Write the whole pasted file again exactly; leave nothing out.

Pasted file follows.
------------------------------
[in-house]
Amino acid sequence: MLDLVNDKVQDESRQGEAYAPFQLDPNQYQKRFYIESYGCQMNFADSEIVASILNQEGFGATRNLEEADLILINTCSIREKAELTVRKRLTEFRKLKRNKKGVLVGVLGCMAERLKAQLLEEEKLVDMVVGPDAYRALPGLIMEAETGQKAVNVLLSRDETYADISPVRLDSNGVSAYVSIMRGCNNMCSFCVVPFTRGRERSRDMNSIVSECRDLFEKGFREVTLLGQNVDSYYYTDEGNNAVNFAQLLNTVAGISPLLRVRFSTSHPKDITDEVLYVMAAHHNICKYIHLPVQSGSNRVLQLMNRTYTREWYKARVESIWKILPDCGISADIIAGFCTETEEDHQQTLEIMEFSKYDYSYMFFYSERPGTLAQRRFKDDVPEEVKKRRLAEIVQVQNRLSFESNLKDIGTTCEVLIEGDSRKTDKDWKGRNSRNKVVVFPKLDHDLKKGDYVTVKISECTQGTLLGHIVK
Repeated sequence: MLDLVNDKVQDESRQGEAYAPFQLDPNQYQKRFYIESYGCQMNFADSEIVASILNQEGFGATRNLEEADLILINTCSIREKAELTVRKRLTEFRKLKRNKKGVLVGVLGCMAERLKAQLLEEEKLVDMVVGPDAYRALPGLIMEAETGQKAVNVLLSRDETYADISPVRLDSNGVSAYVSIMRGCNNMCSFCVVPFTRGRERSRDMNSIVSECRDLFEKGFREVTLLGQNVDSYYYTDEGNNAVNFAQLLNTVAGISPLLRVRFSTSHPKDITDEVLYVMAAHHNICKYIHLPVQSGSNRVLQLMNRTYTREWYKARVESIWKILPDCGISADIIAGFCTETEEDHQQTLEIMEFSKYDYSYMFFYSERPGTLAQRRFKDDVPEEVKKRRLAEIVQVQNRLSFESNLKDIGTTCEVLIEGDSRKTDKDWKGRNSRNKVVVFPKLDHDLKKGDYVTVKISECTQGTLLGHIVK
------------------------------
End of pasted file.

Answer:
[in-house]
Amino acid sequence: MLDLVNDKVQDESRQGEAYAPFQLDPNQYQKRFYIESYGCQMNFADSEIVASILNQEGFGATRNLEEADLILINTCSIREKAELTVRKRLTEFRKLKRNKKGVLVGVLGCMAERLKAQLLEEEKLVDMVVGPDAYRALPGLIMEAETGQKAVNVLLSRDETYADISPVRLDSNGVSAYVSIMRGCNNMCSFCVVPFTRGRERSRDMNSIVSECRDLFEKGFREVTLLGQNVDSYYYTDEGNNAVNFAQLLNTVAGISPLLRVRFSTSHPKDITDEVLYVMAAHHNICKYIHLPVQSGSNRVLQLMNRTYTREWYKARVESIWKILPDCGISADIIAGFCTETEEDHQQTLEIMEFSKYDYSYMFFYSERPGTLAQRRFKDDVPEEVKKRRLAEIVQVQNRLSFESNLKDIGTTCEVLIEGDSRKTDKDWKGRNSRNKVVVFPKLDHDLKKGDYVTVKISECTQGTLLGHIVK
Repeated sequence: MLDLVNDKVQDESRQGEAYAPFQLDPNQYQKRFYIESYGCQMNFADSEIVASILNQEGFGATRNLEEADLILINTCSIREKAELTVRKRLTEFRKLKRNKKGVLVGVLGCMAERLKAQLLEEEKLVDMVVGPDAYRALPGLIMEAETGQKAVNVLLSRDETYADISPVRLDSNGVSAYVSIMRGCNNMCSFCVVPFTRGRERSRDMNSIVSECRDLFEKGFREVTLLGQNVDSYYYTDEGNNAVNFAQLLNTVAGISPLLRVRFSTSHPKDITDEVLYVMAAHHNICKYIHLPVQSGSNRVLQLMNRTYTREWYKARVESIWKILPDCGISADIIAGFCTETEEDHQQTLEIMEFSKYDYSYMFFYSERPGTLAQRRFKDDVPEEVKKRRLAEIVQVQNRLSFESNLKDIGTTCEVLIEGDSRKTDKDWKGRNSRNKVVVFPKLDHDLKKGDYVTVKISECTQGTLLGHIVK